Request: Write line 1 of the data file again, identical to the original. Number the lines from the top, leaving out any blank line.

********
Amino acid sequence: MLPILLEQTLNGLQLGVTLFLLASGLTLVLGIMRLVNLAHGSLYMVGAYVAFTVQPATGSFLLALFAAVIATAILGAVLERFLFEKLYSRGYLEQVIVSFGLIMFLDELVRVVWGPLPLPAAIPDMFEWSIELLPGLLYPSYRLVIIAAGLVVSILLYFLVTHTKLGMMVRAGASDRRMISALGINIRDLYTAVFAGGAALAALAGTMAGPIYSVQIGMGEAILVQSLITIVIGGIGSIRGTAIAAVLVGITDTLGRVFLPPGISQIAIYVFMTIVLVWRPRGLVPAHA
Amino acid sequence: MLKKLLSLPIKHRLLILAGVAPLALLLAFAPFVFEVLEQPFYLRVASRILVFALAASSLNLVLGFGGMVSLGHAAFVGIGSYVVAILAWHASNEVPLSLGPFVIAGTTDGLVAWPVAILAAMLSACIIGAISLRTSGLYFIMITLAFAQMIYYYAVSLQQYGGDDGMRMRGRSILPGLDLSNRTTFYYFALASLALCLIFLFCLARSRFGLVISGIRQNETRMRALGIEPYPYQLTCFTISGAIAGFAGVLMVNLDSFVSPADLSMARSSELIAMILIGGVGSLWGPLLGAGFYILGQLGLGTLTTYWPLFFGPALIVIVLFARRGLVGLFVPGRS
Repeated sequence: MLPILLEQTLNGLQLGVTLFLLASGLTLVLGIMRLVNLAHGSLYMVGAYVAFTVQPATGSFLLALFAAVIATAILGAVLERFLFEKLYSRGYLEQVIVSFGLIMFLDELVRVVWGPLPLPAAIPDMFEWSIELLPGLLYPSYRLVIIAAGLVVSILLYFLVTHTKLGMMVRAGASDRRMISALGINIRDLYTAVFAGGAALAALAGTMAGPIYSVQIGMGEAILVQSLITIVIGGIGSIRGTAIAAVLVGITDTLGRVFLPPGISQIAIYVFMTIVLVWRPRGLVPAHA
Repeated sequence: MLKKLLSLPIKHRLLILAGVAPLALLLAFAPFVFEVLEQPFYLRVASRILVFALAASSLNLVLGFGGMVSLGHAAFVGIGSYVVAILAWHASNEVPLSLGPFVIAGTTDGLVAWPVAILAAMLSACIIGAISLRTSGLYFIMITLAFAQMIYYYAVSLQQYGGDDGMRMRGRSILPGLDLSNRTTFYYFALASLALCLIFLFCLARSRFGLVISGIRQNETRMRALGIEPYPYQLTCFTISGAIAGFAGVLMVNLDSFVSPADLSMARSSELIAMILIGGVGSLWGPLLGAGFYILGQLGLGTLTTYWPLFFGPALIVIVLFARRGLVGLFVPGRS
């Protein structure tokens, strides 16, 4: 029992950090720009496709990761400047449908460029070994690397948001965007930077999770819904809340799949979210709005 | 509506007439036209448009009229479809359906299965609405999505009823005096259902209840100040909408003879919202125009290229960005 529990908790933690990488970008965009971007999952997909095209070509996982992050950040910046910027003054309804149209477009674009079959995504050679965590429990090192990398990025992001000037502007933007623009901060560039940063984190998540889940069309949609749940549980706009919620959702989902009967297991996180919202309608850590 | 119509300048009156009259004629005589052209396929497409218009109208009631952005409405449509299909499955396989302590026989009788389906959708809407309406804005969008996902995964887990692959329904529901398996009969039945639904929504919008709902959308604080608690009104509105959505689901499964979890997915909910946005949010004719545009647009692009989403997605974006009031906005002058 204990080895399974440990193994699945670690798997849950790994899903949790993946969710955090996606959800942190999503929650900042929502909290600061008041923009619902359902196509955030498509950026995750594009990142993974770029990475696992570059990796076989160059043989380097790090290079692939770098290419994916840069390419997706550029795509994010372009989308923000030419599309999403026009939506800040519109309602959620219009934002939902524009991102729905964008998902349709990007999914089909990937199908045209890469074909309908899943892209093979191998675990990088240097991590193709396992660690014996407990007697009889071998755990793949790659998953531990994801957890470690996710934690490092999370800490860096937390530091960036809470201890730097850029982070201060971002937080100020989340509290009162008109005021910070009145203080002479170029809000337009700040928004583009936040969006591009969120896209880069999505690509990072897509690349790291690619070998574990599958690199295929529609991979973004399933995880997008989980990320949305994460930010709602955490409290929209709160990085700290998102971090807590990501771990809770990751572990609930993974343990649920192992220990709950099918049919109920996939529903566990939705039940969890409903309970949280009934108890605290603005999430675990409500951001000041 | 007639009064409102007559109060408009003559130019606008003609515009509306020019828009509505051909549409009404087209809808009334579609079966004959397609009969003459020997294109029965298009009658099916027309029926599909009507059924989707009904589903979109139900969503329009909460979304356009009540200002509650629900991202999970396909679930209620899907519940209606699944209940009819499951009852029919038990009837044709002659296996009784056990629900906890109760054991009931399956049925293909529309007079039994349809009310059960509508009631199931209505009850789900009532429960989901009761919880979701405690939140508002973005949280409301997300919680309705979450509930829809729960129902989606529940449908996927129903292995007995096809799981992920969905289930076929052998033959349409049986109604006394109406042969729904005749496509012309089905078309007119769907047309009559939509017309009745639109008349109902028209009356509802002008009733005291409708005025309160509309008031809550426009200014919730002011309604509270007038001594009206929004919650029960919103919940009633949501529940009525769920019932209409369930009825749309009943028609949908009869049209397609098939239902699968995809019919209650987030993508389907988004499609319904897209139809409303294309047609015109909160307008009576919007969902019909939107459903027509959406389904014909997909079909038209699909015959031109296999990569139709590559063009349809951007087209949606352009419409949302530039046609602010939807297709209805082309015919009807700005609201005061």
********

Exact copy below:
Amino acid sequence: MLPILLEQTLNGLQLGVTLFLLASGLTLVLGIMRLVNLAHGSLYMVGAYVAFTVQPATGSFLLALFAAVIATAILGAVLERFLFEKLYSRGYLEQVIVSFGLIMFLDELVRVVWGPLPLPAAIPDMFEWSIELLPGLLYPSYRLVIIAAGLVVSILLYFLVTHTKLGMMVRAGASDRRMISALGINIRDLYTAVFAGGAALAALAGTMAGPIYSVQIGMGEAILVQSLITIVIGGIGSIRGTAIAAVLVGITDTLGRVFLPPGISQIAIYVFMTIVLVWRPRGLVPAHA